According to studies, casual dress wins most of the time; 61% of employees are more productive when the dress code is relaxed, and 80% of people who work in an environment with a dress code responded that they don’t find them useful.
Psychological studies show the impact of color on people’s image and how they look to other people. Especially in relationships with clients. The psychological impact of the choice of color can really change the dynamic of the communication flow and energy. Color has such a subconscious impact. Based on what your goal is in the relationship, you have to choose your outfit color.
So, ask yourself :
Do I want to:
- Build trust and credibility; then blue is best.
- Create a friendly & approachable atmosphere – choose lighter colors such as mid-tone blues and greens, blue-greens and teal, tan and peachy-orange.
- Be assertive – red, but not too much because you can become aggressive.
- Be neutral – grey or beige will be a good choice.
- Professional with authority – dark blue or dark grey, which are the most known business-like colors and good for credibility when promoting your business, yet these could be too overpowering.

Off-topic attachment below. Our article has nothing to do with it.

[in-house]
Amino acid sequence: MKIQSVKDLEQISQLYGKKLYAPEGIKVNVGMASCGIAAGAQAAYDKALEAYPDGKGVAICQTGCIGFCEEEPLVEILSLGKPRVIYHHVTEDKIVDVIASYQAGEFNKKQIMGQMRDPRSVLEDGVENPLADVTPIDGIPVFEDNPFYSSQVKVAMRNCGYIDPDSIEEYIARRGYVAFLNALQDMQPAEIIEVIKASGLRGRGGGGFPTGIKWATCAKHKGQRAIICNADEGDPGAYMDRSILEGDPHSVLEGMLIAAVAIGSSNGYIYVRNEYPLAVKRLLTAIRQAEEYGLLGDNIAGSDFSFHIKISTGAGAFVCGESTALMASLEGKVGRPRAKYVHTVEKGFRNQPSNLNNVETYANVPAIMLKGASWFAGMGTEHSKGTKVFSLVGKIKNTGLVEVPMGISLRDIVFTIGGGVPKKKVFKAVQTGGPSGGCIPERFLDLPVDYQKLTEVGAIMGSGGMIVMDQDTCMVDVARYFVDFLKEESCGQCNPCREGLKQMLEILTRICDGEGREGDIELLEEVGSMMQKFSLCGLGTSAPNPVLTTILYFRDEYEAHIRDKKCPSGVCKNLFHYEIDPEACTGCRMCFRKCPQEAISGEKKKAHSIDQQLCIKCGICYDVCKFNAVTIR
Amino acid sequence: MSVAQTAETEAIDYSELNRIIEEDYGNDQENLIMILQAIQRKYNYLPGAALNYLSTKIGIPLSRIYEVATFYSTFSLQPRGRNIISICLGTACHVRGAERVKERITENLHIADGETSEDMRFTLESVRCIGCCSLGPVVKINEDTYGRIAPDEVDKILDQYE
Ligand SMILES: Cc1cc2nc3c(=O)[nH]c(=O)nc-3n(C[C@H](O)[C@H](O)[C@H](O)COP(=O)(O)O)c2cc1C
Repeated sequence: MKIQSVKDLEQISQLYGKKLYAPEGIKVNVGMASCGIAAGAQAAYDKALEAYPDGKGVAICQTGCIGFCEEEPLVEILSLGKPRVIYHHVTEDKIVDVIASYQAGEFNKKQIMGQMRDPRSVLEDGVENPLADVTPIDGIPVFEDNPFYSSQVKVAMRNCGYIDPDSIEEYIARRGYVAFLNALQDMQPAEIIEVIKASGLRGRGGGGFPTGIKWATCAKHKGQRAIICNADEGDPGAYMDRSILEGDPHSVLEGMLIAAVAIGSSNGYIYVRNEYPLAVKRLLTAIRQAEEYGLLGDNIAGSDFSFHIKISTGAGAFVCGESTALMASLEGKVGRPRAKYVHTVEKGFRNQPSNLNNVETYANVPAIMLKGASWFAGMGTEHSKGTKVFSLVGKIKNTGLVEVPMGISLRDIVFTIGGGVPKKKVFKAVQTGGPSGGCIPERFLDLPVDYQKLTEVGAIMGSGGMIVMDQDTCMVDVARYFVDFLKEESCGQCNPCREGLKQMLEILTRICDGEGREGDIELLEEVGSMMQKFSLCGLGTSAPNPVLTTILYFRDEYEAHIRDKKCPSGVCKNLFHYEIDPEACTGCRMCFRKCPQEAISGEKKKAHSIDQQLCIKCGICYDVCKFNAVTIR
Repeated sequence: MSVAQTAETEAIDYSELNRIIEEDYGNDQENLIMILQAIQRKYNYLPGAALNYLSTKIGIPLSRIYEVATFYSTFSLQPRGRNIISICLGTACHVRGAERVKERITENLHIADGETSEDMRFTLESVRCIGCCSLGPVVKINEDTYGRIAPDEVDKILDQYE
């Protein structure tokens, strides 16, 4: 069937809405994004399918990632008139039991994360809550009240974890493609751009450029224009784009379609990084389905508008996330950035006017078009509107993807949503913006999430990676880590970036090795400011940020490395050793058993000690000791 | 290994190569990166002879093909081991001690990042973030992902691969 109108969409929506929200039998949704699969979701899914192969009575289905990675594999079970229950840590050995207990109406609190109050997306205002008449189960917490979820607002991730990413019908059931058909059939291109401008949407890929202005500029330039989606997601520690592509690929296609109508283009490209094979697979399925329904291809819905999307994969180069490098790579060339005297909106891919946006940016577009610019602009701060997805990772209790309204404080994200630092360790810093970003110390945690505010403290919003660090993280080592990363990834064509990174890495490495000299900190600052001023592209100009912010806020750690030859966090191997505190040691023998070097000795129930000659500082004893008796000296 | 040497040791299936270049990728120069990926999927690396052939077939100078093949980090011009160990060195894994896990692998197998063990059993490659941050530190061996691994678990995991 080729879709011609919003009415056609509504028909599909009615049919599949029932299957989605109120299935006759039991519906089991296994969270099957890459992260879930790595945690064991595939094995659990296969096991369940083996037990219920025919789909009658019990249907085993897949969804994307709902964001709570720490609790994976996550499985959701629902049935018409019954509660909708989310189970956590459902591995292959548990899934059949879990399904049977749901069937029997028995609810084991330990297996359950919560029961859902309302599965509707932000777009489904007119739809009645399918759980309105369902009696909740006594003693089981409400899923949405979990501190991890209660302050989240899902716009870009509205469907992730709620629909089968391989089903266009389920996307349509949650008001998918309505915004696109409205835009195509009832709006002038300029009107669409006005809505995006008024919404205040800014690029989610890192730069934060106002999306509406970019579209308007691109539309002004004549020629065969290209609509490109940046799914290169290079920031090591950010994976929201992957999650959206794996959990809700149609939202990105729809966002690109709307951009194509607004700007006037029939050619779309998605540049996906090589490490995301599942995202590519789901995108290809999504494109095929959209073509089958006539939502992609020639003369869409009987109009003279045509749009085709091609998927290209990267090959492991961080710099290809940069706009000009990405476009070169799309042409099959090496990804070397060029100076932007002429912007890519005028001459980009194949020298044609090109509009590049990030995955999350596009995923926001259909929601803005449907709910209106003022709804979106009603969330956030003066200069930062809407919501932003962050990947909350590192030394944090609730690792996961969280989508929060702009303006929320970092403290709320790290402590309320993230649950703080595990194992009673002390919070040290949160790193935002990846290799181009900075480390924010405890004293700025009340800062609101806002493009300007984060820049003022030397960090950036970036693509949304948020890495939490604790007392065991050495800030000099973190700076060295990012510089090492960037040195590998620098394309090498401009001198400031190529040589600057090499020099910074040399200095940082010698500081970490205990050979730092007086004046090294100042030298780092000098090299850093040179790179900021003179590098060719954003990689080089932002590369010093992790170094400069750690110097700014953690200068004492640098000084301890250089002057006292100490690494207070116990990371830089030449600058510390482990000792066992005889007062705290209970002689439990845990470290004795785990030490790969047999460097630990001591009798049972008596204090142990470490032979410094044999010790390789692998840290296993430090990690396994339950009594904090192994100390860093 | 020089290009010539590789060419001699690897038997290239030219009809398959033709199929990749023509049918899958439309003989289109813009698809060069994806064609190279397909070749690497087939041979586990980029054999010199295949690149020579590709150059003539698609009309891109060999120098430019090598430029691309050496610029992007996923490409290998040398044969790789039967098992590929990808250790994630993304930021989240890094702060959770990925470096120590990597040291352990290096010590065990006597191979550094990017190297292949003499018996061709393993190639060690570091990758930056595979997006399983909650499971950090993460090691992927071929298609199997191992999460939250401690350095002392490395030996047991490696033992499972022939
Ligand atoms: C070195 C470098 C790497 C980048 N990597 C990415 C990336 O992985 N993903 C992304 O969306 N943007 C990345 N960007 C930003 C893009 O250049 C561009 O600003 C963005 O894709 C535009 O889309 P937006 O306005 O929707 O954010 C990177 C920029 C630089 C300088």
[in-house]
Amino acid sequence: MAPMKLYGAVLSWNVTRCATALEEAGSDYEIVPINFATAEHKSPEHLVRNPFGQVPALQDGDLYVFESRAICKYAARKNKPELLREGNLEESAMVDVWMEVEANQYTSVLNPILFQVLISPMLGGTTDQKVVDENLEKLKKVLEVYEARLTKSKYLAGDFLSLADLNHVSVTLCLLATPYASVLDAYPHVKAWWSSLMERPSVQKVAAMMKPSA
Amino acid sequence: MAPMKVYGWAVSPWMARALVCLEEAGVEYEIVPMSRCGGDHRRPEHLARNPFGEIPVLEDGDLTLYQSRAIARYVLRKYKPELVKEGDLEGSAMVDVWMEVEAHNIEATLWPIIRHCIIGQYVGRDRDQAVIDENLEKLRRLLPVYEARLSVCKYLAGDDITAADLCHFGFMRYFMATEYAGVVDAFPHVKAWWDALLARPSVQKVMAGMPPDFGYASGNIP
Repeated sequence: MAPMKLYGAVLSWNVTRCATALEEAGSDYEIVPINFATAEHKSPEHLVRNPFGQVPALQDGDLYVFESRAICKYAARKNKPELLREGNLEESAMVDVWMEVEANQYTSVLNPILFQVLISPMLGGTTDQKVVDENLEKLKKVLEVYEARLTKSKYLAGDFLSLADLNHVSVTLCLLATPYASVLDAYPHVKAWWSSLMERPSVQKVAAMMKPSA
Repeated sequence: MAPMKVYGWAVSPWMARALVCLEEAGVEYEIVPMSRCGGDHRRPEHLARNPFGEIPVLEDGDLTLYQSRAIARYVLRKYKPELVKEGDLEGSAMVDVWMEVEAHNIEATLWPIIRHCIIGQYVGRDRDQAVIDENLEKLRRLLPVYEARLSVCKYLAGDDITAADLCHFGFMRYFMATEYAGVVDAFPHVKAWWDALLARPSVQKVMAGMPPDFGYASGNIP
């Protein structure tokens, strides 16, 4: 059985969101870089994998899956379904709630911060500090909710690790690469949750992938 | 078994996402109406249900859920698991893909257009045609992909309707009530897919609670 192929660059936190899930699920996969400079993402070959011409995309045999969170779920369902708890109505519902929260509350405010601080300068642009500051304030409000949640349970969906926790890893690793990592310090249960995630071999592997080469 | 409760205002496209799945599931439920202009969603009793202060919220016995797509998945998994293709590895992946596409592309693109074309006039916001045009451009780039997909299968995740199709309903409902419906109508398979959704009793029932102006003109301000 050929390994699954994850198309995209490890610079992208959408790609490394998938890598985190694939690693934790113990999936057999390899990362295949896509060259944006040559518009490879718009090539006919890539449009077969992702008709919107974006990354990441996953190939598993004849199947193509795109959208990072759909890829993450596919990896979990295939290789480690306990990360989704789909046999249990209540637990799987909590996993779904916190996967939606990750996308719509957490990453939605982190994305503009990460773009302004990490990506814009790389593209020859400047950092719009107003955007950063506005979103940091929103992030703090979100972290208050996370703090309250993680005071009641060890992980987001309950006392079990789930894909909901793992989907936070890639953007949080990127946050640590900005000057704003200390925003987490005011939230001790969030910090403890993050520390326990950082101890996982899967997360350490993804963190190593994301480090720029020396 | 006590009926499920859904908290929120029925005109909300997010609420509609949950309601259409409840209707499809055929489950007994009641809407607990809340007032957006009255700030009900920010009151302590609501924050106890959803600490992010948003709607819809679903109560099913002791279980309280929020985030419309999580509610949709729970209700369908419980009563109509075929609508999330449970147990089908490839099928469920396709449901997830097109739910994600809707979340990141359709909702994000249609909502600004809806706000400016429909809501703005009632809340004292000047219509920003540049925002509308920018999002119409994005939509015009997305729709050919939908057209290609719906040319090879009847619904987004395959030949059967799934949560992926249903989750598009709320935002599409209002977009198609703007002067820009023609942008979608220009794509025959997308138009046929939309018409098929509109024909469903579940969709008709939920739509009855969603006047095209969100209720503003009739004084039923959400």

- It could be interesting to combine with others color or a color accessories.
Many studies prove that dressing formally increases your confidence. Let’s see how this pandemic time has changed the perception of confidence and trusted relationships, even if you are negotiating a business deal.
As the world changed, our perception changed. It is interesting to observe the next trend in our work environment and professional relationships.
Finally, we dictate the next step trend. It is important to be honest and admit how we feel better and more productive. Please leave your comments. Which makes you feel better? I think the stigma of formal style linked with performance and credibility will be dissolved. We already live in a socially distant society, for the moment, so there could be a hidden need to compensate with a casual outfit. It is a way to communicate that we are more relaxed, and distance is created through that formalism. Do we need to accept our new formal attire shapes the way we broke the social distance impact?
In conclusion, follow 3 tips to transform your Zoom meetings into professional and authentic relationships.
- Feel good in your skin, automatically in your clothes.
- Choose wisely the colors of your outfit.
- Dare to let go the formalism and find your unique, comfortable, and professional style.
When we are authentic, assume our choices, we influence others and build trust and connection. This is the new eLAWvated lawyer, Zoom style.